US Attorney-General William Barr says he didn't exonerate US President Donald Trump, because that's not the job of the Justice Department.
Barr said at a Senate Judiciary Committee hearing today that he simply decided the evidence gathered by Special Counsel Robert Mueller was not sufficient to prove that the President obstructed justice.
Barr said, "I didn't exonerate. I said that we didn't believe that there was sufficient evidence to establish an obstruction offence."
The attorney-general made the statement as he explained that the Justice Department's job is to identify crimes and prosecute them but not to pass judgment on behaviour that's not illegal.
He says the report is now in the hands of the American people, and if they don't like Trump's conduct, there's an election in 18 months.
Hawaii Senator Mazie Hirono called on Barr to resign at the hearing to review Mueller's report.
Hirono launched an aggressive line of questioning against Barr, asserting he hadn't been honest with Congress and calling on him to resign.
Hirono also asked Barr if it was okay for a president to ask one of his aides to lie, referencing the report's examination of whether Trump obstructed justice.
When Barr equivocated, Hirono grew angry, saying, "Mr Attorney-General, please give us some credit for knowing what the hell is going on right now."
Senate Judiciary Chairman Lindsey Graham shot back: "You have slandered this man from top to bottom."
Barr himself chimed in, asking "How did we get to this point?"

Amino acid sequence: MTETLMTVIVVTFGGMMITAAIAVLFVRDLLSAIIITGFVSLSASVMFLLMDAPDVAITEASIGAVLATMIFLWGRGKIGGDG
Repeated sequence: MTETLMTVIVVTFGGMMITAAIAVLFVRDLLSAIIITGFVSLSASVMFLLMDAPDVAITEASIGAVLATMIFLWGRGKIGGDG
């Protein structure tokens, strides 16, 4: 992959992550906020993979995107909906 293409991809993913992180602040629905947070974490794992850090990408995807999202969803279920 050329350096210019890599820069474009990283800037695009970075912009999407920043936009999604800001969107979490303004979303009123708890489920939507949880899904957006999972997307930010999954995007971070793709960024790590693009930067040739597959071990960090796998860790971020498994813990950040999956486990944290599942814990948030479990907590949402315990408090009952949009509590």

Graham set the tone for his party at the start saying: "For me, it is over.".
Gavelling open the session, Graham outlined the scope of Mueller's nearly two-year probe, with its 2000 subpoenas and million-plus documents turned over by the White House, and gave his take on the findings.
"So, no collusion, no coordination, no conspiracy," Graham said.
Barr described a letter from Mueller expressing concerns about his portrayal of the Russia probe as "snitty".
Democrat Richard Blumenthal asked about the letter. Mueller wrote it March 27, but it was only disclosed publicly ahead of the hearing.
"The letter's a bit snitty," Barr said. He said he thinks it was probably written by someone on Mueller's staff.
Barr said he called Mueller the next day and said: "What's with the letter? Why don't you just pick up the phone and call me if there was an issue?"
Blumenthal characterised the letter an "extraordinary act" of "rebuking the Attorney-General of the United States" and "memorialising it in writing."
The House Judiciary Committee has voted to allow its staff to question Barr, throwing his scheduled testimony tomorrow into question.
The Democrat-led panel voted to allow extra time for questioning. Barr has objected to the change.
It's unclear whether Barr will testify before Chairman Jerrold Nadler's panel as scheduled.
Nadler speculated that Barr "is afraid" of testifying, adding, "he apparently does not want to answer questions."
Republicans shot back that Democrats are conducting impeachment-like proceedings against Trump instead of legitimate oversight.